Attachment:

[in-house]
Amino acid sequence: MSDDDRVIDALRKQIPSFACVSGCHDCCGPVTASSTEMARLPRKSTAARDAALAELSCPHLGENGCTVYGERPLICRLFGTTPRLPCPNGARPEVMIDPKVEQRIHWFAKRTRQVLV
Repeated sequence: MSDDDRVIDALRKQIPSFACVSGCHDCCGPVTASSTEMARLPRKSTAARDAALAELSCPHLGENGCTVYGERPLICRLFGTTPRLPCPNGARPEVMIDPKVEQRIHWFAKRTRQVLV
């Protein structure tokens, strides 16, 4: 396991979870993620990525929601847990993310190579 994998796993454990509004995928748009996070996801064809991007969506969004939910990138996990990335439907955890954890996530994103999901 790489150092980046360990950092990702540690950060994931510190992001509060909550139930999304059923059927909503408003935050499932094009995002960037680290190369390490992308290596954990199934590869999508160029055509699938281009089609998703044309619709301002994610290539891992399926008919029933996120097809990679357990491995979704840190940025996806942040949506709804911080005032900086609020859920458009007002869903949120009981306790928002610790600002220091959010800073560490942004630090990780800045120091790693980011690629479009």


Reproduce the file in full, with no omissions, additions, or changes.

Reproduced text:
[in-house]
Amino acid sequence: MSDDDRVIDALRKQIPSFACVSGCHDCCGPVTASSTEMARLPRKSTAARDAALAELSCPHLGENGCTVYGERPLICRLFGTTPRLPCPNGARPEVMIDPKVEQRIHWFAKRTRQVLV
Repeated sequence: MSDDDRVIDALRKQIPSFACVSGCHDCCGPVTASSTEMARLPRKSTAARDAALAELSCPHLGENGCTVYGERPLICRLFGTTPRLPCPNGARPEVMIDPKVEQRIHWFAKRTRQVLV
């Protein structure tokens, strides 16, 4: 396991979870993620990525929601847990993310190579 994998796993454990509004995928748009996070996801064809991007969506969004939910990138996990990335439907955890954890996530994103999901 790489150092980046360990950092990702540690950060994931510190992001509060909550139930999304059923059927909503408003935050499932094009995002960037680290190369390490992308290596954990199934590869999508160029055509699938281009089609998703044309619709301002994610290539891992399926008919029933996120097809990679357990491995979704840190940025996806942040949506709804911080005032900086609020859920458009007002869903949120009981306790928002610790600002220091959010800073560490942004630090990780800045120091790693980011690629479009």